Click the picture to get to entry form!

This is Elsebeth Lavold Silky Wool XL in two fabulous colors. I adore the green and charcoal together and in my mind it was going to become a cowl, or maybe a hat, or possibly finger less mitts. It’s bulky so there is plenty to make a nice accessory. Or you know, live in your stash, it has experience.😉
I am running this as a Rafflecopter giveaway so there is more than one way to enter. When you click on the link it will take you to Rafflecopter and you will be prompted to either sign in with FaceBook or your email. If you win I will be using your email to contact you, so you might want to consider what email address is associated with your FB account. I recommend using your email.

You can get one entry by subscribing to my YouTube channel Watch Barbara Knit. You can get a second entry by subscribing to my e-Newsletter. And then you can get a third entry by using Social Media to share one of my Ravelry patterns. This third option is a repeatable option in that you can do it once a day for the entirety of the give-away. If you want more specific information you can check out my YouTube announcement by clicking here.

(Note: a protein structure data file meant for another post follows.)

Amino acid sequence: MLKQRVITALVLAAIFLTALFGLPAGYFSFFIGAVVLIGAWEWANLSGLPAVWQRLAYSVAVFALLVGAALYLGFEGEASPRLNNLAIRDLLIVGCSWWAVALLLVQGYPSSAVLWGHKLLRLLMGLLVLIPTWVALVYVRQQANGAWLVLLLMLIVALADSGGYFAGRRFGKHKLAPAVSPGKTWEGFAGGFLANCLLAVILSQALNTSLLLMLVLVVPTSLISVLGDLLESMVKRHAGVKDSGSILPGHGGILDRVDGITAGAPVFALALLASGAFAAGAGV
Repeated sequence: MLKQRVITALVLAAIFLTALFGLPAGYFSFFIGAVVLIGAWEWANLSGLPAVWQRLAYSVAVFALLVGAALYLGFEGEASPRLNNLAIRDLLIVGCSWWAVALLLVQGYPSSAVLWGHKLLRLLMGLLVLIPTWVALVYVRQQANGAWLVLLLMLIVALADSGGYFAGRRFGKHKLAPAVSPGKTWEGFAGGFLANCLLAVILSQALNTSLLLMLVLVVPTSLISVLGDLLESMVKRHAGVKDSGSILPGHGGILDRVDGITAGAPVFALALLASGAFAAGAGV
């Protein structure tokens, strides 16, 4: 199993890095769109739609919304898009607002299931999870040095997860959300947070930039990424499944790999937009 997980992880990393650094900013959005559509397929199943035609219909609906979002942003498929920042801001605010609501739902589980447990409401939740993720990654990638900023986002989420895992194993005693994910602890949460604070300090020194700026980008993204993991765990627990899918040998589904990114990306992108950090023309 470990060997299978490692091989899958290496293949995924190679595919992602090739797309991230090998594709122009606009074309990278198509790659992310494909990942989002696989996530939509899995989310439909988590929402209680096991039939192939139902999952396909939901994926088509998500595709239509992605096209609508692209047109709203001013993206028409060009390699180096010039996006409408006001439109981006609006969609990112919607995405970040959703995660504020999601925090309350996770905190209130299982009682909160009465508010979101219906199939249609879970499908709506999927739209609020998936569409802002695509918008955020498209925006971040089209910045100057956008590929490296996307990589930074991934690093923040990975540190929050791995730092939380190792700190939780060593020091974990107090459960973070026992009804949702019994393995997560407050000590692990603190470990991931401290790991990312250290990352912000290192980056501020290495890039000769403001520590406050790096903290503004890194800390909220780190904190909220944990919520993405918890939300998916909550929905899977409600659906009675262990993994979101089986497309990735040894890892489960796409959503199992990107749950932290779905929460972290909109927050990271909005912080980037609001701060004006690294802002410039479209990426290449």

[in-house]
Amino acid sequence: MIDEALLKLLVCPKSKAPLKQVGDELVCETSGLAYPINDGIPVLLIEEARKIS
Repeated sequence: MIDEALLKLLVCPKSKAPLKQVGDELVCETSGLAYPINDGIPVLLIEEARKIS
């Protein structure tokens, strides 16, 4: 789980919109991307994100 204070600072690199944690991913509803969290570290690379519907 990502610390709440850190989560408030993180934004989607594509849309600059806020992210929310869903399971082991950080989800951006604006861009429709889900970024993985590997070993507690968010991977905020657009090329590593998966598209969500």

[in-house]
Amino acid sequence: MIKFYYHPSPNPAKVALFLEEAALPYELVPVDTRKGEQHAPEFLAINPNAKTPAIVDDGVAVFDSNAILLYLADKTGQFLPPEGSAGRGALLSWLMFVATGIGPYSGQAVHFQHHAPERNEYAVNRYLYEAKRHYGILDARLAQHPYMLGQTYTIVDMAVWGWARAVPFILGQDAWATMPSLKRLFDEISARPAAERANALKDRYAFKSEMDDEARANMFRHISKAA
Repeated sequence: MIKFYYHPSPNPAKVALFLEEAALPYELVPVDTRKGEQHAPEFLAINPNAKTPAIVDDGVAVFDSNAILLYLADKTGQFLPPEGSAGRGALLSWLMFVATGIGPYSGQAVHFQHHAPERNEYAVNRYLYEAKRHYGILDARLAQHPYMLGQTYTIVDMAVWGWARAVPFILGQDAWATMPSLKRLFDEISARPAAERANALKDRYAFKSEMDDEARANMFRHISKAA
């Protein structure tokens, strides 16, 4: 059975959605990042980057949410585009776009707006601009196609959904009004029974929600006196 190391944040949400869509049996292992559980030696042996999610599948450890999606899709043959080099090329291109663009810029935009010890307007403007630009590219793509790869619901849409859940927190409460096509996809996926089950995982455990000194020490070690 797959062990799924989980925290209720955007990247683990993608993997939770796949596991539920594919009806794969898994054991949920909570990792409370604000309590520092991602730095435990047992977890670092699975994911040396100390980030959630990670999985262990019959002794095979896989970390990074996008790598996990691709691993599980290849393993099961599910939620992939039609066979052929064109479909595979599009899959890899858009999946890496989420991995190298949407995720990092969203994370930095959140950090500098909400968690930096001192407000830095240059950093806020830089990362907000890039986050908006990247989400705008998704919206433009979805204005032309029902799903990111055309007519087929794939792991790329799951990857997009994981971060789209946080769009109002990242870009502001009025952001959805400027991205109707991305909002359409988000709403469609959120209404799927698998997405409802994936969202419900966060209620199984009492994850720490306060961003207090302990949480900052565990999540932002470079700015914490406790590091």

And of course – there are official rules. They are in the description of the YouTube video but I will put them here also. I apologize in advance for their boring-ness. If you have any questions please ask in the comments and good luck!

Contest Rules:

This contest is being run through Rafflecopter, a full list of Terms and Conditions are available on entry. To enter click on link provided and select one (or more) of the three options provided. If you are already a newsletter and/or YouTube channel subscriber go ahead and select those options. These two entries can only be used once. The Social Media option can be used once per day for the duration of the contest.

Entries will be accepted starting on or about August 17, 2016 and ending September 1, 2016 at 11:59 PM EST. This give-away is free to enter, no purchase is required. Open to US residents 18 and older. Void where prohibited by law.